I have to admit that I haven’t given Milo Yiannopoulos much attention until recently. I’ve read about him, but hadn’t read his own words before this week, and I had never watched him speak or seen a video of him. His appearance on Bill Maher was the first time I watched him speak about anything, and it led me down a YouTube rabbit hole that lasted much of the night. I watched video after video of him making liberals look like fools. I watched video after video of him using classic (dirty) debate tactics to deflect, to create and smash straw men, and I watched him purposefully go over the top to get attention.
I’ve been relatively quiet lately. I’ve had some pretty horrifying things going on in my life that have captured my attention (an old friend with a daughter who has been missing for more than three weeks). Between that and some actual work I’ve needed to do at work, it’s been hard to find time for this. I also started this to write about the things I think are important, and my comfortable place was always defending things that Obama, Clinton, or some other democrat was fighting for. Now we’re in a bit of different world, and I’m on a less solid foundation. On the one hand, almost everything I’m hearing terrifies me, but I’m also aware of how silly folks on the right looked when they talked about the radical changes that Obama was making to the country. So, just to keep from getting too stale, here’s something that caught my eye today. A perfect case of illogical thinking, that is supposed to be the antithesis of this project. And it all comes from a tweet from President Donald Trump.
Betsy DeVos was just confirmed by the United States Senate to be the Secretary of Education. She was a controversial choice (understatement), and it was the first time in history that a Vice President needed to use a vote to confirm a cabinet nominee.
Once again, the missed opportunity pains me. President Trump could have seen how much resistance there was against DeVos’s appointment, and said something like, “I hear your voices, I know you’re concerned. I will withdraw this nomination because my number one goal is the unity of the Nation.” And the crowd goes wild. The GOP is happy because they don’t have to support somebody like DeVos (who many of them don’t love), and the democrats are happy because somebody like DeVos isn’t in charge of education policy for the country. He could easily find somebody who feels the same way as DeVos about education, but who has some experience in public education, and that’s the ballgame. He gets what he wants politically, and earns respect while doing it.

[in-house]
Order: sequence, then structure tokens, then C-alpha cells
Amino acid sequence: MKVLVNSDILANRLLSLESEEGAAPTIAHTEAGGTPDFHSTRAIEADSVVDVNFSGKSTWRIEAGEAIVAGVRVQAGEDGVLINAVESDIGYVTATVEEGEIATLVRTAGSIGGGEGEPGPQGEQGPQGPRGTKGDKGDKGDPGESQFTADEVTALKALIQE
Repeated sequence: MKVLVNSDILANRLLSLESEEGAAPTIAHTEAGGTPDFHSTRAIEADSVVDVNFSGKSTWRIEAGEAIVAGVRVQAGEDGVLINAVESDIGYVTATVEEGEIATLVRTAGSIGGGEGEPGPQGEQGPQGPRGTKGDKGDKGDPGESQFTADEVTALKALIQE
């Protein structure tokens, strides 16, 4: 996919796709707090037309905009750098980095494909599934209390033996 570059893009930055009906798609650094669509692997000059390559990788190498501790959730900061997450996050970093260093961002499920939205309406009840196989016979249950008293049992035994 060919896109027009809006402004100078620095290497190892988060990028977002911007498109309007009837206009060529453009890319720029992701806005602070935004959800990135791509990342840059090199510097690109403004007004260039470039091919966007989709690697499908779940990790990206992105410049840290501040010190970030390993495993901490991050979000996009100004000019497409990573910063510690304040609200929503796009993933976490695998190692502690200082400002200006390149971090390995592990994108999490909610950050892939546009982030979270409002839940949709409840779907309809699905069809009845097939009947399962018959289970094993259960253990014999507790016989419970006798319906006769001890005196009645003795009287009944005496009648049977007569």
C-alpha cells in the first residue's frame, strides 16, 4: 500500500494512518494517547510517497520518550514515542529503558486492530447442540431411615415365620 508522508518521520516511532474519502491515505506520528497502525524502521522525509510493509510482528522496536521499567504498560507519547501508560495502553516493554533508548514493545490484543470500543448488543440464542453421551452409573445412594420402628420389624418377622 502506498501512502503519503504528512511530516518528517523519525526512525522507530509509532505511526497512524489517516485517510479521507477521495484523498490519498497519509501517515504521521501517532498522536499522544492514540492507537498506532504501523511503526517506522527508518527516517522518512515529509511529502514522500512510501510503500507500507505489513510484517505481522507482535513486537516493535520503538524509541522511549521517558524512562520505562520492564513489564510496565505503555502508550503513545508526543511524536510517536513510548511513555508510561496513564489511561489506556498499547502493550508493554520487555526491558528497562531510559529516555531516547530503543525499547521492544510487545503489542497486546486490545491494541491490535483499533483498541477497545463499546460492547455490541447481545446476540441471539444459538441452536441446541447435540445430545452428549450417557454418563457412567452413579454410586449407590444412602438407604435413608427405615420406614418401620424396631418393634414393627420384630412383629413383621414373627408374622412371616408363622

It’s a win-win, but only if there’s a shred of magnanimity in Trump…and it’s becoming more and more clear that there isn’t.
I, like many people I know, are watching this administration’s actions and getting more and more frightened for the long-term damage it could do. His inauguration speech was a nationalistic cry to the “forgotten” Americans, and a slap in the face to those of us who see how great the country is, and want it to be better for all. It was a speech describing a zero sum game, where it’s us or them, and that made me sad. That sadness has been balanced, somewhat, by the incredible reaction we’re seeing to the surprising win by Trump. From the women’s march on Washington (and the other marches all over the country, even in other countries) to the stories of large numbers of progressives getting more involved to the incredible rallies that are happening at a moment’s notice in response to actions the administration is taking. This all happens, and I watch with some pleasure, but what I feel most of all is sadness. Sadness that our President could so easily win so many people over, and simply won’t. He’s described by those close to him as somebody who craves good ratings. Who wants to be loved. And he could be, with the simplest moves.